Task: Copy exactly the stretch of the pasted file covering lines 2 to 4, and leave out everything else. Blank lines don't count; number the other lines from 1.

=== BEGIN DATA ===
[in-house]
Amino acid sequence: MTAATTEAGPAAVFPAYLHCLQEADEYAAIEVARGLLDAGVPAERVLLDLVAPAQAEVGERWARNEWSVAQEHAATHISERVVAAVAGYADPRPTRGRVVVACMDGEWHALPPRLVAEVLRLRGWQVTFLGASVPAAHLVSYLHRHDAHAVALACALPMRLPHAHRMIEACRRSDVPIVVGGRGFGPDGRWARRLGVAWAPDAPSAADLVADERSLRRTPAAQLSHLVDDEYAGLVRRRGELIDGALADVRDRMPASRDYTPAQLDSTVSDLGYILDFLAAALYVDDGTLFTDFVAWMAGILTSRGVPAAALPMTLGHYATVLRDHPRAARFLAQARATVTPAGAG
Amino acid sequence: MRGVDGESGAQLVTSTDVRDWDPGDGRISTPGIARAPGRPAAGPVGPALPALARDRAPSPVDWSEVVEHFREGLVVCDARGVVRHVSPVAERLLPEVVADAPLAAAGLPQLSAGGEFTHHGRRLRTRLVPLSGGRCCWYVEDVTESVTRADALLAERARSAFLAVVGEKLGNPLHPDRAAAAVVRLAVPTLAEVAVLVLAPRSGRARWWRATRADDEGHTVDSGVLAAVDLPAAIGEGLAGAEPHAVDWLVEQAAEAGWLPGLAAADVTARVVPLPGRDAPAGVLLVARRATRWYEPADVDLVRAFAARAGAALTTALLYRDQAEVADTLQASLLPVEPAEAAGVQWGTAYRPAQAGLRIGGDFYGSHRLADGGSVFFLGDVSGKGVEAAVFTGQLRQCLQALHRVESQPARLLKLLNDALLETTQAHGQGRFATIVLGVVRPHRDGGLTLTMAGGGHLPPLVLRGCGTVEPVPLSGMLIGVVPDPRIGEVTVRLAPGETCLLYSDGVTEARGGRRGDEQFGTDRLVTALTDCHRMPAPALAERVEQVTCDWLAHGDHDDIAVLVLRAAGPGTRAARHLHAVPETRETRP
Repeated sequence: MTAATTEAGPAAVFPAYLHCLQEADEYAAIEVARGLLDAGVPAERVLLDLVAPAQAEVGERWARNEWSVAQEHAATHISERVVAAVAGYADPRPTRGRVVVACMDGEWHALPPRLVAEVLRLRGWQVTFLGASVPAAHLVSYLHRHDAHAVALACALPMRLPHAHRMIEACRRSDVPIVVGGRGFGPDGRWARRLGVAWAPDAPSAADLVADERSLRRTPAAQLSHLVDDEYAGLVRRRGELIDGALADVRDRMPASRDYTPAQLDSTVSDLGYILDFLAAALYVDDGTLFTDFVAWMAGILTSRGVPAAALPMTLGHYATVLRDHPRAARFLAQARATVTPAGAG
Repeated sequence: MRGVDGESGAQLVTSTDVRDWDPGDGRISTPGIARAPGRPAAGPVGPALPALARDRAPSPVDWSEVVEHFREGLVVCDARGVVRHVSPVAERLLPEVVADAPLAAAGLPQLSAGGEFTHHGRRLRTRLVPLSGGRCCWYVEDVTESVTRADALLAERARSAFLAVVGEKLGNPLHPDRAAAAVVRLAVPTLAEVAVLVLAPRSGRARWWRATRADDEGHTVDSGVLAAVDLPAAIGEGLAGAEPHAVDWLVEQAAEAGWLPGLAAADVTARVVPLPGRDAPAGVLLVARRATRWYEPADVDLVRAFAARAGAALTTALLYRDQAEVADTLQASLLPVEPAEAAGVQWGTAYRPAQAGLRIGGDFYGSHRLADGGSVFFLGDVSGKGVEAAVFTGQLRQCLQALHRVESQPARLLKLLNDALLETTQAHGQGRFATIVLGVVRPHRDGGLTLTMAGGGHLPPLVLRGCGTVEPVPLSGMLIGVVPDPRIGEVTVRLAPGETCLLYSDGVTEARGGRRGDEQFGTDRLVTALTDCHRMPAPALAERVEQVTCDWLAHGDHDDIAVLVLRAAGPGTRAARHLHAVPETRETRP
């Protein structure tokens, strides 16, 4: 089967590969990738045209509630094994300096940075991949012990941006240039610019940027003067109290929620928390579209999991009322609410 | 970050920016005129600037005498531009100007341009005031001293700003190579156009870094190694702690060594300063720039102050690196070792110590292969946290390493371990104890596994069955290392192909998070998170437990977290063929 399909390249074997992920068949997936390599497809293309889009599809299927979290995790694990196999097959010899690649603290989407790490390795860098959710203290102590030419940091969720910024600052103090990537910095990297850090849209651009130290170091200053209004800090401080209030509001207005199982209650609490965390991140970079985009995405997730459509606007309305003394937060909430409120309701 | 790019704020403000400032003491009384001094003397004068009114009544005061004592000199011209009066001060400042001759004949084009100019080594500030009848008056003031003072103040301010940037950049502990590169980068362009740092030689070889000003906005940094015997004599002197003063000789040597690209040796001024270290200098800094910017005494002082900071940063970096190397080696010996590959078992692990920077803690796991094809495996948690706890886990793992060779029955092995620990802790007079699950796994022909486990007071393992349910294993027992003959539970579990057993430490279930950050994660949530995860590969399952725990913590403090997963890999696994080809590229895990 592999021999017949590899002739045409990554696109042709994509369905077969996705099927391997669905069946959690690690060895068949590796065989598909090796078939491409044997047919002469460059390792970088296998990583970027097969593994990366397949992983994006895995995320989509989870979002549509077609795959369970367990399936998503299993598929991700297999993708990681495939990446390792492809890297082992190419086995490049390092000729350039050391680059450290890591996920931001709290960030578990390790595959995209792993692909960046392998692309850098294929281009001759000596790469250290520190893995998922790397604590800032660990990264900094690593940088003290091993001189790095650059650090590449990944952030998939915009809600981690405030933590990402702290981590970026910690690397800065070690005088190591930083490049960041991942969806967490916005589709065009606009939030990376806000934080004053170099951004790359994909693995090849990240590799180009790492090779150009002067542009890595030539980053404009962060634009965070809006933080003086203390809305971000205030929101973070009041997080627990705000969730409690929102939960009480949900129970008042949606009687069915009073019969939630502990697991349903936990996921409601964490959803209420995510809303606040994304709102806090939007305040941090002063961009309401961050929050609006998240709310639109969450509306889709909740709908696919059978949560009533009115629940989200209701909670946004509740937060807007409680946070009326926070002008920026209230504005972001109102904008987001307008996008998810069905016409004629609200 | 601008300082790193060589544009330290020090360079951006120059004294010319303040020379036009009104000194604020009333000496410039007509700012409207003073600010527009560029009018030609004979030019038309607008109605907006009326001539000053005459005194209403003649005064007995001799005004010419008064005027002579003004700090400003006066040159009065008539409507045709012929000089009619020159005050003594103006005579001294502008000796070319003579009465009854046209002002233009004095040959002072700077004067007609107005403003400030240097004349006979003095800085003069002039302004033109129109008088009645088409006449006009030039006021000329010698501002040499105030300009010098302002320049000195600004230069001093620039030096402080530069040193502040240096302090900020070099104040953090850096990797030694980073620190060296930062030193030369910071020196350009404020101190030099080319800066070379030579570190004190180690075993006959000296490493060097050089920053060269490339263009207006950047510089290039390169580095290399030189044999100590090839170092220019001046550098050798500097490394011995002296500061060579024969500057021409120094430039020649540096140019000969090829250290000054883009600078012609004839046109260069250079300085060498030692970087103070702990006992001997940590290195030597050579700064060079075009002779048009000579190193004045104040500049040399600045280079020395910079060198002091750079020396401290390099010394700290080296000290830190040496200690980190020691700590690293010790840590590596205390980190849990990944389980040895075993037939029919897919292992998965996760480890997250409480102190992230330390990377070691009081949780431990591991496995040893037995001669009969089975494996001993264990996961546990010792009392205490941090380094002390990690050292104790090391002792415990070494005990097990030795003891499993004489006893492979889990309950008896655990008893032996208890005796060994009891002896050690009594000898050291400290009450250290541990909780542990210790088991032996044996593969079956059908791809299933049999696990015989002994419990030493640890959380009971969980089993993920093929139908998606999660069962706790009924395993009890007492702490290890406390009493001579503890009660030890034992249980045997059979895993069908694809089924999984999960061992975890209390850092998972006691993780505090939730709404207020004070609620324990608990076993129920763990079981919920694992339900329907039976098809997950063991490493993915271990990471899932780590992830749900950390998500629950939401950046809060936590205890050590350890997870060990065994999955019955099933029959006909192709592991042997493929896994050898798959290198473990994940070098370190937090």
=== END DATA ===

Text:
Amino acid sequence: MTAATTEAGPAAVFPAYLHCLQEADEYAAIEVARGLLDAGVPAERVLLDLVAPAQAEVGERWARNEWSVAQEHAATHISERVVAAVAGYADPRPTRGRVVVACMDGEWHALPPRLVAEVLRLRGWQVTFLGASVPAAHLVSYLHRHDAHAVALACALPMRLPHAHRMIEACRRSDVPIVVGGRGFGPDGRWARRLGVAWAPDAPSAADLVADERSLRRTPAAQLSHLVDDEYAGLVRRRGELIDGALADVRDRMPASRDYTPAQLDSTVSDLGYILDFLAAALYVDDGTLFTDFVAWMAGILTSRGVPAAALPMTLGHYATVLRDHPRAARFLAQARATVTPAGAG
Amino acid sequence: MRGVDGESGAQLVTSTDVRDWDPGDGRISTPGIARAPGRPAAGPVGPALPALARDRAPSPVDWSEVVEHFREGLVVCDARGVVRHVSPVAERLLPEVVADAPLAAAGLPQLSAGGEFTHHGRRLRTRLVPLSGGRCCWYVEDVTESVTRADALLAERARSAFLAVVGEKLGNPLHPDRAAAAVVRLAVPTLAEVAVLVLAPRSGRARWWRATRADDEGHTVDSGVLAAVDLPAAIGEGLAGAEPHAVDWLVEQAAEAGWLPGLAAADVTARVVPLPGRDAPAGVLLVARRATRWYEPADVDLVRAFAARAGAALTTALLYRDQAEVADTLQASLLPVEPAEAAGVQWGTAYRPAQAGLRIGGDFYGSHRLADGGSVFFLGDVSGKGVEAAVFTGQLRQCLQALHRVESQPARLLKLLNDALLETTQAHGQGRFATIVLGVVRPHRDGGLTLTMAGGGHLPPLVLRGCGTVEPVPLSGMLIGVVPDPRIGEVTVRLAPGETCLLYSDGVTEARGGRRGDEQFGTDRLVTALTDCHRMPAPALAERVEQVTCDWLAHGDHDDIAVLVLRAAGPGTRAARHLHAVPETRETRP
Repeated sequence: MTAATTEAGPAAVFPAYLHCLQEADEYAAIEVARGLLDAGVPAERVLLDLVAPAQAEVGERWARNEWSVAQEHAATHISERVVAAVAGYADPRPTRGRVVVACMDGEWHALPPRLVAEVLRLRGWQVTFLGASVPAAHLVSYLHRHDAHAVALACALPMRLPHAHRMIEACRRSDVPIVVGGRGFGPDGRWARRLGVAWAPDAPSAADLVADERSLRRTPAAQLSHLVDDEYAGLVRRRGELIDGALADVRDRMPASRDYTPAQLDSTVSDLGYILDFLAAALYVDDGTLFTDFVAWMAGILTSRGVPAAALPMTLGHYATVLRDHPRAARFLAQARATVTPAGAG